Passing word: `Disabled,' sports go together

Paralympic, other athletes bring message to soldiers

Notebook

Olympics

April 04, 2004|By Candus Thomson | Candus Thomson,SUN STAFF

WASHINGTON - The clinic for wounded soldiers at Walter Reed Medical Center on Wednesday night had nothing to do with doctors.

Members of past and present U.S. Paralympic squads and other wheelchair athletes buzzed up and down the hardwood at Wagner Sports Center to make a point: Sports can be part of your life no matter what your disability.

"This is life beginning again," said John Register, who won the silver medal in the long jump at the 2000 Paralympics after an injury forced the amputation of his left leg. "That's what we want to show these soldiers. Life goes on."

Register was a three-time All-American at the University of Arkansas and a two-time Olympic qualifier in the hurdles. While training for the 1996 Atlanta Olympics, he landed awkwardly and twisted his left knee, severing an artery. Attempts to repair the damage failed, and his leg was amputated.

Register was joined by a number of top athletes, including Bill Demby of Prince George's County, who lost both legs in the Vietnam War and is a three-time Paralympian, and Susan Katz of Silver Spring, who competed in track and field in the 1996 Paralympics and will go to Athens this year on the women's basketball team.

For injured soldiers such as Staff Sgt. Ryan Kelly, the visit reinforced their rehabilitation efforts.

Kelly, who lost his right foot in July when an explosive device ripped through his Humvee in Fallujah, Iraq, played wheelchair basketball for the first time during the clinic.

"This is a terrific program," he said, as his wife, Sgt. Lindsey Kelly, photographed the game.

Since arriving at Walter Reed last summer, Kelly has begun swimming, weightlifting and, more recently, running. He went skiing in Vail, Colo., three weeks ago and hopes to return to rock climbing and kayaking with his wife.

Are the Paralympics in his future?

"And play against guys like these?" he said, pointing to the court. "I don't think so."

The thumping and hollering of competition made Register smile. "When you see an athlete run 100 meters in under 11 seconds and then you look down and see he has no foot, that's a story of success," he said.

Cayard back in race

It only took Paul Cayard two decades to return to the U.S. sailing team. Other things kept getting in the way, such as the 1998 Whitbread Round the World Race and the 2000 America's Cup competition.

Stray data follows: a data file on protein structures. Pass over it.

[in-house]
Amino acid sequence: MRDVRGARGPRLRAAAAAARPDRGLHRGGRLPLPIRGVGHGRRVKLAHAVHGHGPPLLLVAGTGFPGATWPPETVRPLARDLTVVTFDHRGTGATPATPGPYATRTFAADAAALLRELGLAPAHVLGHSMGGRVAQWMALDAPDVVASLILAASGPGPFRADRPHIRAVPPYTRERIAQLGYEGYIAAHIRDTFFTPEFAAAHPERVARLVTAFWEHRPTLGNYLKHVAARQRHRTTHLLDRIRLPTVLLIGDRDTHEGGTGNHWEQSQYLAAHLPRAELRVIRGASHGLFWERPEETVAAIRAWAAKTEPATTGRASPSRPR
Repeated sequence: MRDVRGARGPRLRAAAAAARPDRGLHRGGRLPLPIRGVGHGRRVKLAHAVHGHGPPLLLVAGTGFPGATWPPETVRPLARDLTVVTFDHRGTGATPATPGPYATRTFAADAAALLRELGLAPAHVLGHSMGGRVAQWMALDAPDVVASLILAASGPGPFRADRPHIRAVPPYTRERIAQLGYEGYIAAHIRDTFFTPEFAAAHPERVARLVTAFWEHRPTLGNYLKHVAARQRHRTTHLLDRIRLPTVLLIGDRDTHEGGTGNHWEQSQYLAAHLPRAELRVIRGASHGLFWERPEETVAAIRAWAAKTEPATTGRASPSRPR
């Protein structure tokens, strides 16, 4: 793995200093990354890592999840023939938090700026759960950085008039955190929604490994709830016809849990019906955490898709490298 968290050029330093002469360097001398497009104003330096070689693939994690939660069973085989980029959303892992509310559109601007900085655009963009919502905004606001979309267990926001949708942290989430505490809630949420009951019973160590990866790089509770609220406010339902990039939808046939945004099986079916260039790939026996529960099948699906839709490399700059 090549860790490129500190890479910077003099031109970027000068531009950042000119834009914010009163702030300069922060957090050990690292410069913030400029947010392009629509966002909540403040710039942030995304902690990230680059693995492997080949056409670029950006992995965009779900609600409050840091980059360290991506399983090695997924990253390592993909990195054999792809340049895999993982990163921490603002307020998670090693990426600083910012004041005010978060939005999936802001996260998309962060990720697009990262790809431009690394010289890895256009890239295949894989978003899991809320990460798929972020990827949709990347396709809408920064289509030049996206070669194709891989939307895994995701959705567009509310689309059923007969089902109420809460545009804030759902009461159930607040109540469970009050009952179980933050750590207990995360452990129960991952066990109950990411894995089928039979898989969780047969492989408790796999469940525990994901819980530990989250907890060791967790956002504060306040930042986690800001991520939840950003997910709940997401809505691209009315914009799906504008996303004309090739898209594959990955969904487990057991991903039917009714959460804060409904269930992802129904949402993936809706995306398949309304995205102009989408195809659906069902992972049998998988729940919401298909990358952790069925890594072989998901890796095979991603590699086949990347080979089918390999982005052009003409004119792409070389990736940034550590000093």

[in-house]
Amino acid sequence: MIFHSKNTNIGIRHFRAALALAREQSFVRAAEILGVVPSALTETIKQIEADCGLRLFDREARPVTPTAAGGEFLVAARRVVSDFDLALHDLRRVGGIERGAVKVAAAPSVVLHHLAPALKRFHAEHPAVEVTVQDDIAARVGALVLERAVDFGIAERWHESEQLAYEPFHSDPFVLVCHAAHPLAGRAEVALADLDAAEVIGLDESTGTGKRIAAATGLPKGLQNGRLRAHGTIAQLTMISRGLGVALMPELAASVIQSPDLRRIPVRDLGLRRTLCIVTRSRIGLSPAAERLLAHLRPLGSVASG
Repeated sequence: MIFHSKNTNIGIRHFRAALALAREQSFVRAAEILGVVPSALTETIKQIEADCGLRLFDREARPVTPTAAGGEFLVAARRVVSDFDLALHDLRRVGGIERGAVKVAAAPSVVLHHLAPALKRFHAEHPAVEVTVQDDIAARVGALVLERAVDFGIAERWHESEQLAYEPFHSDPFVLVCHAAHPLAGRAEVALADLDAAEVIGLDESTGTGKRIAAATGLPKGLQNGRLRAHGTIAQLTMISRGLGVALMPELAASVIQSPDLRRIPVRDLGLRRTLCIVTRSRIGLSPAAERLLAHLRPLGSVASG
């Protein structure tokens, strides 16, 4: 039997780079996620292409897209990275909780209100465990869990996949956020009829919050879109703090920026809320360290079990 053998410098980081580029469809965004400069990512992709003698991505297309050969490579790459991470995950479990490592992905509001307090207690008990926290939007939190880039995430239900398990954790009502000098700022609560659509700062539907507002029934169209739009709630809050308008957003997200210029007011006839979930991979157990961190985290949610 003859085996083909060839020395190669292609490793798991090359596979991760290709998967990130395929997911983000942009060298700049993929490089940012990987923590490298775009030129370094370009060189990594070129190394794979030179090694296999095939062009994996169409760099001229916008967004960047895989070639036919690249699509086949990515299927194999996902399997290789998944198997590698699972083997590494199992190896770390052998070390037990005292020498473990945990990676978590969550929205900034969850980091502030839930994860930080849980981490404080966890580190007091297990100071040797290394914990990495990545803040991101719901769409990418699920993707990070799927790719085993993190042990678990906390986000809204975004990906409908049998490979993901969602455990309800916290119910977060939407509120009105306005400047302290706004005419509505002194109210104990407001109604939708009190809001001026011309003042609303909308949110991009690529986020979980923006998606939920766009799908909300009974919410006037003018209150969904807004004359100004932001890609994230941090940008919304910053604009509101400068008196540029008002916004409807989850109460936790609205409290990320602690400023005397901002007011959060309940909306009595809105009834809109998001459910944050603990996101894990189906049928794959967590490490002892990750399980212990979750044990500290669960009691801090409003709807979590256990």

But once he found the time, it didn't take him long to knock the rust off his Olympic instincts.

With crew Phil Trinter, Cayard won the Star class at the team trials on Biscayne Bay in Florida last weekend in the 16-race qualifying event, winning four races and finishing no worse than sixth in a field of 21 teams that included three with gold medalists. They mathematically clinched the Olympic berth with two races to go on the final day.

Cayard, 44, from Kentfield, Calif., and Trinter, 35, from Lorain, Ohio, have been sailing together for the past two years. The two met during the America's Cup and used some of the lessons learned from that high-pressure competition in the Star trials.

The skipper estimated that he spent $100,000 to prepare for the trials, calling the Olympics "his goal for a while now."

This year marked Cayard's fourth team trials (he also competed in 1984, when he was named an alternate, and 1988 and 1996). For Trinter, it was his third trip ('96 and '00).

Cayard was the first American skipper to win the Whitbread, now known as the Volvo Ocean Race, on EF Language.

No field hockey for U.S.

Add women's field hockey to the list of events that the United States will not be participating in come August.

The U.S. squad needed to beat Korea last weekend in the Olympic qualifying tournament in New Zealand. It lost, 4-0.

"There are a lot of dreams shattered today," coach Beth Anders said after the loss.

One of the disappointed athletes was midfielder Katie Kauff-man Beach, a 1997 graduate of Maryland and a member of its 1993 NCAA championship team.

For Beach, the New Zealand debacle must have felt like deja vu. She was on the 2000 team that faced a similar must-win situation at the Olympic qualifier and fell, 2-0, to China. At the time, Beach called it the low point in her athletic career.

Beach, a member of the 1996 Olympic team, was joined in misery by two other Maryland graduates: forward Dina Rizzo (2002) and forward Keli Smith (2001). All three were starters on the U.S. squad.

In addition to Korea, the field in Athens will consist of Argentina, Australia, China, Germany, Japan, the Netherlands, New Zealand, South Africa and Spain.

The men's baseball and soccer teams also have failed to qualify for the Summer Games.

Good shooting

Collyn Loper, a 17-year-old high school junior from Alabama, showed a cool hand at the shooting team trials, beating a member of the Army Marksmanship Unit to win a place on the shotgun team.

Loper, a right-hander, was born blind in her right eye and trained herself to shoot as a left-hander. She defeated Staff Sgt. Joetta Dement by one target in a 25-target tiebreaker round.

The competition was held at Fort Benning, Ga.

Games at a glance

When: Aug. 13-29

Where: Athens, Greece

Sports: 28

Countries: 202

Athletes: 10,500

Events: 296

TV: NBC, MSNBC, CNBC, Bravo

Web site: www.athens2004.com

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